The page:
EDMONTON — Reactions were mixed Tuesday at the pope’s public mass at the Edmonton football stadium, where the pontiff focused his message on grandparents and spoke briefly about Indigenous peoples while bishops offered prayers in Latin.
“This is a missed opportunity for a Mass to celebrate Indigenous cultural traditions and practices,” said Daryold Corbiere Winkler, an Ottawa priest who is Anishinaabe.
“They did the opposite. They celebrated (Eurocentric) and anachronistic forms of prayer.”
Corbiere Winkler said he was upbeat when the mass began with native drumming, as the popemobile carried Francis through Commonwealth Stadium. The pope blessed and kissed the babies and young children handed over to him and cheers echoed from the stands with thousands of people.
Corbiere Winkler said his hopes were dashed as the service took a traditional turn. He was devastated when the Eucharistic prayer was said in Latin, given that residential school survivors were there.
“It’s the language they would have heard at boarding school,” he said. “A lot of survivors, it’s the mass they heard when they were children.”
Angel Dermit said the rigid mass reminded him of the religious ceremonies of his childhood at the Lower Post boarding school in British Columbia.
“When I heard the service, it’s very different from how I believe in God and how I believe in Jesus,” she said.
Several aboriginal people participated in the program. However, Francis did not speak much about Indigenous peoples, cultures or traditions during the event, although he issued an apology for abuses at Catholic boarding schools the day before.
The pope focused his homily, the comments after the Bible readings, on the importance of grandparents and the elderly.
Towards the end, Francis prayed for “a future in which the history of violence and marginalization suffered by our Indigenous brothers and sisters will never be repeated.”
“Little and big, grandparents and grandchildren, all together. Let’s move forward together, and together, let’s dream.”
About 65,000 free tickets were available for the mass but many rows of seats were empty, especially on the upper decks. Organizers estimated that there were around 50,000 people in attendance. Hats and clothing commemorating the papal visit were sold near an entrance for between $10 and $45.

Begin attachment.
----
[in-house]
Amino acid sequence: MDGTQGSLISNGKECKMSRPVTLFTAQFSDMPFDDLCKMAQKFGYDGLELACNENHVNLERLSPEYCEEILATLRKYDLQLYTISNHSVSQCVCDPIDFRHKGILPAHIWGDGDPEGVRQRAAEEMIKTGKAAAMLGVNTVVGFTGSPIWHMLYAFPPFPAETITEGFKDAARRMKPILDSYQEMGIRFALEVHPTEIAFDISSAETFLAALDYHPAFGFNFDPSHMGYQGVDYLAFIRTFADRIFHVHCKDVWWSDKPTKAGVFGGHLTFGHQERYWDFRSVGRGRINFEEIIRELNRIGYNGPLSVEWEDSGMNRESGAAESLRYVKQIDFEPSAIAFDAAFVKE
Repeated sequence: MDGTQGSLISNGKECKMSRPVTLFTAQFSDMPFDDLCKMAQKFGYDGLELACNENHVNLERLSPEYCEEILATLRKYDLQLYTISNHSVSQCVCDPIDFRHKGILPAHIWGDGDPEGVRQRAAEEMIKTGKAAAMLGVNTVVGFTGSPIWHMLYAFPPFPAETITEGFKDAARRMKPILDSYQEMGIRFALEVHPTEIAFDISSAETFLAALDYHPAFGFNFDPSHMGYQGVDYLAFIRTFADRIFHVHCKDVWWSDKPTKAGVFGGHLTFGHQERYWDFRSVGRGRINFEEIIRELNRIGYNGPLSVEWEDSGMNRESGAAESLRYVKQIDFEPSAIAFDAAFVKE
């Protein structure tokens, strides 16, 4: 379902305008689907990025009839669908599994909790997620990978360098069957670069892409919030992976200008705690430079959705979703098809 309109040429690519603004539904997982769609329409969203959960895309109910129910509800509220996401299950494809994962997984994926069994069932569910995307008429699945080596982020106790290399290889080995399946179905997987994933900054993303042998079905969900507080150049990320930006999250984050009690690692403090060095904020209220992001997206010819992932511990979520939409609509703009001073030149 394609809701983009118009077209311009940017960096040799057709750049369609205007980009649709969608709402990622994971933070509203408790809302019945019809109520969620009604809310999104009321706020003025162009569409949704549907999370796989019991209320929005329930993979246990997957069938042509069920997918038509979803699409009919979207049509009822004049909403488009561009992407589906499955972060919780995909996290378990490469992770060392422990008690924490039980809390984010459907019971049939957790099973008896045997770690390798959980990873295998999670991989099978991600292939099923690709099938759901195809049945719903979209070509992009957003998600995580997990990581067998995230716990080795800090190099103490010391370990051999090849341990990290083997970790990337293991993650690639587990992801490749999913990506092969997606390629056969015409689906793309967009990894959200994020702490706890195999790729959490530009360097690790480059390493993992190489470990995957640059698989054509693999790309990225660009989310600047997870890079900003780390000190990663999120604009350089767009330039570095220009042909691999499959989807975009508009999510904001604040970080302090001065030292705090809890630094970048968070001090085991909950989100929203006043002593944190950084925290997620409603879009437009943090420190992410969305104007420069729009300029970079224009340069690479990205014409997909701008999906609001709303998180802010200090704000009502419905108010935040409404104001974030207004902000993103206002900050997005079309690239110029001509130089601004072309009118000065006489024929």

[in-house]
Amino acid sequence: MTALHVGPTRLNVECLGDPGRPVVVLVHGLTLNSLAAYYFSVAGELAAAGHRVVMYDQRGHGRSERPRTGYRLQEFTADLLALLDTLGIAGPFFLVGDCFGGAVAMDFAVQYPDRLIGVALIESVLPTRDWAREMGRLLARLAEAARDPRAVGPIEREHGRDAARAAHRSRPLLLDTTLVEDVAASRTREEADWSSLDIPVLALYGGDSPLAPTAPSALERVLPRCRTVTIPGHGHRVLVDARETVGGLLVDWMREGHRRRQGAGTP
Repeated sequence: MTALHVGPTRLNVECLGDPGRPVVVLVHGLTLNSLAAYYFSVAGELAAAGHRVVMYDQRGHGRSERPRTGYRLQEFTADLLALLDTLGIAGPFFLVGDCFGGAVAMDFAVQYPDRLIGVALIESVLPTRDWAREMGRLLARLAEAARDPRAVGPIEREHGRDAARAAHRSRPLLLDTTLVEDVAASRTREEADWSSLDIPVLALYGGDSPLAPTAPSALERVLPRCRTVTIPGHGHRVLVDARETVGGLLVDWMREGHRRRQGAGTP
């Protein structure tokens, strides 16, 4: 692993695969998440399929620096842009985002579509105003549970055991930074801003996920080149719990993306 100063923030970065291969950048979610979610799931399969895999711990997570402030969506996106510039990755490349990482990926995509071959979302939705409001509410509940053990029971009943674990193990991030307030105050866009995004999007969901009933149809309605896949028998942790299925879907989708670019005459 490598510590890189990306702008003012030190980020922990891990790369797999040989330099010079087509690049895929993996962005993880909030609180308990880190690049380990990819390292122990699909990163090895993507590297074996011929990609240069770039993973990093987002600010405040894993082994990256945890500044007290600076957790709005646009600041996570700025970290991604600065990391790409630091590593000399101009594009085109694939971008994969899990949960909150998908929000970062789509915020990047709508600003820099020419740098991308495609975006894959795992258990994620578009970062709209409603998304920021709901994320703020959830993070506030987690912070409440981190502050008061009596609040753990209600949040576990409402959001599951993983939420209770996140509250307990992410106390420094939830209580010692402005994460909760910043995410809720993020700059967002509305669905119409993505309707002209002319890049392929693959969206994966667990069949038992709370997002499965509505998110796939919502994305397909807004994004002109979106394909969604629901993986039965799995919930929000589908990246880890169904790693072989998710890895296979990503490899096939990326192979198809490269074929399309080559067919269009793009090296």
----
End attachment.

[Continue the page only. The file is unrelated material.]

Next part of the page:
During the blessing of the Eucharist, a person shouted “abrogate the doctrine of discovery” – papal documents used in colonization.
Towards the end of the Mass, Archbishop of Edmonton Richard Smith thanked Francis for having kept his promise “to come to Canada and thus demonstrate your closeness to all of us, in particular to the First Nations, the Métis and the Inuit of this land”.
Rose-Marie Blair-Isberg came from the Yukon to attend. The White River First Nation residential school survivor, who is Roman Catholic, said he felt the church was “selling out” during mass.
Edith Didzena held up a photo of her mother, Regina Etthidzine, as she sat in the stadium with her children. Didzena, who lives in Bushe River on Dene Tha’ First Nation in Alberta, said her mother went to residential school but died before she could hear the pope’s apology.
Acknowledging past wrongdoings doesn’t erase what happened, Didzena said, but it does help start healing.
On Monday, during a visit to the community of Maskwacis, south of Edmonton, the Pope apologized to residential school survivors and their families for the role played by members of the Church in the cultural destruction and destruction forced assimilation of indigenous peoples.
Patty Crofton, a member of the Sagkeeng First Nation in Manitoba, said she didn’t sleep well after hearing the apology because it brought back difficult memories. She went to day school and her parents went to boarding schools.
“I’m on my own healing journey from all of this,” she said before mass.
Organizers said it was appropriate not to hold a Mass until the second full day of the papal visit because Francis wanted to demonstrate that his priority was first to address the legacy of residential schools on Indigenous lands.
Later in the day, Francis was to go to Lac Ste. Anne, northwest of Edmonton, to participate in the community’s annual pilgrimage, which regularly welcomes tens of thousands of Aboriginal participants.
Métis Nation of Alberta President Audrey Poitras said she was honored to welcome Francis to the site, which is considered sacred. But, Poitras said, words and apologies are not enough.
“We hope that by feeling the spirit of the Métis, so deeply connected to a place so sacred to the church, it will lead to real action and accountability, so that we, as a people, can focus on healing,” she said in a statement. .
Later in the week, Francis will travel to Quebec for meetings with Aboriginal peoples and to animate another mass. He must also go to Iqaluit.
The Indian Residential Schools Resolution Health Support Program has a hotline to help residential school survivors and their loved ones suffering from trauma invoked by the memory of past abuse. The number is 1-866-925-4419.
This report from The Canadian Press was first published on July 26, 2022.
— With files from Kelly Geraldine Malone in Winnipeg